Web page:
‘Time to call it a night,’ he says.  ‘Oh, what’s this we have here?’

A sobbing naked girl about my age and hardly developed, limps out into the corridor, all swollen and bleeding down her legs.  A tortured but beautiful face.  She sobs that she’s reporting the Prince to the police for poisoning her and burning her insides with Spanish fly.

‘I am the police, Standish says.’ (p.78)


The girl yells that she will tell all the influential clients who also come to Mother Fraser’s — the Governor, the Solicitor-General and their associates.  What happens after that is that a lot of people have to be silenced to preserve the Royal reputation. The light-hearted tone of the narrative doesn’t mask the horror when the list of potential witnesses grows to include Johnny’s father:

Butchering being perhaps the most heavily armed of the basic trades, butchers don’t anticipate violence on their premises.  Back in Ballarat a week after the court case, Tom Day had sent his workers George and Bobby home and was preparing to close up at eight o’clock when a late customer entered the shop.

Perhaps his father had forgotten his Standish anxieties when he turned his back to trim the customer’s order of lamb cutlets.  Maybe he was impressed by an order of spring lamb instead of the usual hogget or mutton.  Anyway the killer caved in his skull with is own meat hammer and left the cutlets, hammer and body on the floor, different bloods fusing in the sawdust. (p.96)

Johnny takes flight, making his way to Western Australia on the steamer Queensborough.  Along the way he meets Anthony Trollope on his tour of Australia, and can’t resist bragging a little about his sporting achievements.  Alas, he was not to know that Trollope can’t resist writing about the child wonder…

His pursuer, careless of the fact that police had no powers once they crossed colonial borders, tracks him down and then there is a cat-and-mouse trail south and north and into the hostile inland as Johnny tries to elude capture while also making a living and falling in love with a couple of young ladies.  Disappearing into anonymity is made harder by Johnny’s short stature. He can disguise himself with a fledging beard, but he cannot disguise his height…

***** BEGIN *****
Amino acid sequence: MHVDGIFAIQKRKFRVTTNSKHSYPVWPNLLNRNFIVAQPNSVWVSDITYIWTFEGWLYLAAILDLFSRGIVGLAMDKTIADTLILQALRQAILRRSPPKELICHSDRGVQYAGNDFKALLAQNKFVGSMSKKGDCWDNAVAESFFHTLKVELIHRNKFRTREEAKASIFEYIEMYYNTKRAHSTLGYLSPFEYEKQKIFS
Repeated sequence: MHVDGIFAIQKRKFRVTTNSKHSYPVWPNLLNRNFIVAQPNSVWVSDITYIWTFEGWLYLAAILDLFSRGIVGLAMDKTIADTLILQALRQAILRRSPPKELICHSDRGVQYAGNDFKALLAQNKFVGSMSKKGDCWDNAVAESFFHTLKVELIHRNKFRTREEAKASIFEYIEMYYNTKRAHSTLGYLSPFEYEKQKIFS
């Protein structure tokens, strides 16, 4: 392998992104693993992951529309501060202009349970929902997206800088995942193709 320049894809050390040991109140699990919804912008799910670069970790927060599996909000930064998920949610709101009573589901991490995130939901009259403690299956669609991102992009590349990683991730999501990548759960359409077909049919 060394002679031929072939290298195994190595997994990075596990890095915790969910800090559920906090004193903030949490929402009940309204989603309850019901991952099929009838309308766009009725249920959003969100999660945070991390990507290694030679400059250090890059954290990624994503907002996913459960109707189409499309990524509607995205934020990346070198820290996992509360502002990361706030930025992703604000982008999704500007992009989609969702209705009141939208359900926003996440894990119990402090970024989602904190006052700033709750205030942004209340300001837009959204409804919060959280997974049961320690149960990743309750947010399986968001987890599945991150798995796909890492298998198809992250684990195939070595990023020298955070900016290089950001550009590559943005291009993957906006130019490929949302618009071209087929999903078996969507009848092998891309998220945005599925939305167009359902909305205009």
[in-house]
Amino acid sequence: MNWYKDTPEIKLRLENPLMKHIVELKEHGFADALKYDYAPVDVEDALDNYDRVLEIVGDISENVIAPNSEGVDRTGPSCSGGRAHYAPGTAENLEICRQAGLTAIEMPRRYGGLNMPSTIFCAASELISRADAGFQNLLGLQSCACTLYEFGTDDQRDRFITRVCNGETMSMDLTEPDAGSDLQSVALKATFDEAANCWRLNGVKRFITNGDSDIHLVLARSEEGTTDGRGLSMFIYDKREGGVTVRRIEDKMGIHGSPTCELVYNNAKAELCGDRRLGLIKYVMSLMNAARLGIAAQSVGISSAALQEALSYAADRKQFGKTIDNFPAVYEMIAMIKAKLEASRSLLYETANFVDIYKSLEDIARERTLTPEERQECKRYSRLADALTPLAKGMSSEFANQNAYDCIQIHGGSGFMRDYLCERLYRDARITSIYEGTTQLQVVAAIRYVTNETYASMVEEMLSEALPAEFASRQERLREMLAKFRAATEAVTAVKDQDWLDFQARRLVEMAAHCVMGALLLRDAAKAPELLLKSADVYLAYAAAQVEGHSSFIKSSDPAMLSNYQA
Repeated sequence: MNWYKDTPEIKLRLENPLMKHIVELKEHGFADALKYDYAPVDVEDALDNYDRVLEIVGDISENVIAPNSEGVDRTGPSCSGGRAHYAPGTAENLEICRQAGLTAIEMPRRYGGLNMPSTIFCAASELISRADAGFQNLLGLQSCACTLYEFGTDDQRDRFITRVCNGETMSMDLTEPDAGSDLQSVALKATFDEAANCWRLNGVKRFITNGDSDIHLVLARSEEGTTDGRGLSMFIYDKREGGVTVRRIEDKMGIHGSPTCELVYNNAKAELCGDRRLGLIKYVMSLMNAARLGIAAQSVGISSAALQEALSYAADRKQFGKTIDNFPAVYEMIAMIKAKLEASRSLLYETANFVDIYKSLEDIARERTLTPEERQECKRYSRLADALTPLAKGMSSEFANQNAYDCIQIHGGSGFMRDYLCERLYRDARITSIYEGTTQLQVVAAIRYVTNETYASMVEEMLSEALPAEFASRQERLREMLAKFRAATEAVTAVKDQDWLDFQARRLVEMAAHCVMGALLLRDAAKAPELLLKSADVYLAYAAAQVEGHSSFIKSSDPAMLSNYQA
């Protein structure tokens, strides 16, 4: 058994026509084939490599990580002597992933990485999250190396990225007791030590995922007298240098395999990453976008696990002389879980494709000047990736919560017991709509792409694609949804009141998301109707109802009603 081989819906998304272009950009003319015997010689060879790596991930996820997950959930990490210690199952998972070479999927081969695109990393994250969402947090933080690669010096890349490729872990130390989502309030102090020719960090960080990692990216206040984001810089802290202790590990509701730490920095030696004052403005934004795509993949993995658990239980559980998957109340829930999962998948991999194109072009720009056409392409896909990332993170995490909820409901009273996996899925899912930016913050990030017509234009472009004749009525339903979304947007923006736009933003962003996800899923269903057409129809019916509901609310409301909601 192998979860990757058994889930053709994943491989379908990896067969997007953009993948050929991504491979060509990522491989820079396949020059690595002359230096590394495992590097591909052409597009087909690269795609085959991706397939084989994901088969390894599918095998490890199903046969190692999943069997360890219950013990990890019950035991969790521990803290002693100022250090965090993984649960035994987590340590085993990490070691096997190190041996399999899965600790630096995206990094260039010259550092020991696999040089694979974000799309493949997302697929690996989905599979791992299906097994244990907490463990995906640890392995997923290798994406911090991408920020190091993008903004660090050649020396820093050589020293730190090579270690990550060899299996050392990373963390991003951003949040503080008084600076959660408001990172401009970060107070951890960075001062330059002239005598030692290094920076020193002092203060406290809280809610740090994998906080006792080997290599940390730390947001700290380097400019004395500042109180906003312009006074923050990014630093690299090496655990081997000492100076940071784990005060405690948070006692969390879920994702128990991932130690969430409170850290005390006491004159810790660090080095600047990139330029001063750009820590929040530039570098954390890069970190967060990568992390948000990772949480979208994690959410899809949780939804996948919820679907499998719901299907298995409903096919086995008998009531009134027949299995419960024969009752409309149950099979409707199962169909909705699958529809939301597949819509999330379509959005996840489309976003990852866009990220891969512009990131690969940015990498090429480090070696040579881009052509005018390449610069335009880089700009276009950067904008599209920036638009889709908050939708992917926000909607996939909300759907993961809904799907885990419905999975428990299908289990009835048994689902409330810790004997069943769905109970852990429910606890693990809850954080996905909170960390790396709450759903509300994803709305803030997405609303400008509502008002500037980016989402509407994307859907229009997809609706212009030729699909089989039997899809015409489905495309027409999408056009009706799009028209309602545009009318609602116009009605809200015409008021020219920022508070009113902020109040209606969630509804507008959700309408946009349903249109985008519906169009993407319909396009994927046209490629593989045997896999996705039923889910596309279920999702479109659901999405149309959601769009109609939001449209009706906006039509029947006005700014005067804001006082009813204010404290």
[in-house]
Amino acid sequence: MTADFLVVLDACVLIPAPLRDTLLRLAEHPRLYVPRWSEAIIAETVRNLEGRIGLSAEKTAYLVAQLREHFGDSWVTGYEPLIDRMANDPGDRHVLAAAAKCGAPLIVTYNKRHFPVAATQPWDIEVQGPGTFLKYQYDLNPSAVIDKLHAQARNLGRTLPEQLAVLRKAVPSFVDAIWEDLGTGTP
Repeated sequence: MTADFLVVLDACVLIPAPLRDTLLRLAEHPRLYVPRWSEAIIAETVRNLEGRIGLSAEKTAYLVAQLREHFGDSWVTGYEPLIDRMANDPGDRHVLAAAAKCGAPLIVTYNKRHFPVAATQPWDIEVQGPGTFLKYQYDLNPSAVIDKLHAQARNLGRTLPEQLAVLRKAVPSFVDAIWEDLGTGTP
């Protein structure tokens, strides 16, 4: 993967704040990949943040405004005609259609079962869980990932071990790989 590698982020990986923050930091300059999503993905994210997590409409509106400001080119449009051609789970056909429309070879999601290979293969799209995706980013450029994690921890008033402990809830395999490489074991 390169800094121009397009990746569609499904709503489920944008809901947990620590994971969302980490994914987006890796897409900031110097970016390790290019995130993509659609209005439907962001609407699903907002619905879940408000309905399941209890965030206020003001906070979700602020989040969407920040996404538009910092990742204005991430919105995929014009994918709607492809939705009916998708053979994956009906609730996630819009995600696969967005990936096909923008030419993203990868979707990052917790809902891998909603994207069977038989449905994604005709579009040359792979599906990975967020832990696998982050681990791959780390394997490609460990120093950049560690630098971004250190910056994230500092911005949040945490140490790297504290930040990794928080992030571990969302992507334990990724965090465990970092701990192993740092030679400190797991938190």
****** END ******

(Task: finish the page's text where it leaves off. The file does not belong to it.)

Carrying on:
Johnny is a remarkable hero for this novel.  What we would now call PTSD haunts his adolescent dreams but he is indefatigable.  He comes across as an adolescent with initiative, courage, good humour and resilience.

That much is true, I like to think…

Author: Robert Drewe
Title: Nimblefoot
Cover design by
Publisher: Penguin Random House (AU)
ISBN: 9780143786450, pbk., 307 pages
Review copy courtesy of Penguin Random House (AU)


  1. I dunno…those shorts look red to me, even in sepia tones! Heheh Reading fictionalised biographies often brings up interesting ideas; this isn’t a story I would have recognised historically, but I can see where it would be a good read in the context you’ve shared.


    • LOL Marcie, how could they be red when colour photography hadn’t been invented?
      I think Drewe has used young Johnny as a catalyst for all sorts of interesting ideas… one I didn’t mention in my review was the fleeting nature of celebrity and how quickly the world moves on. Johnny’s fame should have protected him from the murderous intentions of Standish, but it didn’t because he was a nobody again.
      These days a child prodigy would get counselling to deal with being a has-been, but Johnny just had to get on with it.


  2. I read your review yesterday and wasn’t sure what to say. I think authors get ‘playful’ when they run out of other ideas. I used to read Drewe every Saturday in the magazine supplement and got tired of him. I love his earlier works, especially The Savage Crows and The Shark Net and if I read another one it will be A Cry in the Jungle Bar.


    • LOL Bill, I was careful not to specify the geographical details of the pursuit in WA in case you took Drewe to task for being inaccurate, but you’re still not happy!


  3. My admiration of Drewe’s writing stopped at The Shark Net. I did not get on with Montobello at all and Whipbird was a DNF. But I’m pleased to see this review so that I can talk about the book favourably at work with my customers – thanks Lisa :-)


  4. […] Lisa has also reviewed this novel. […]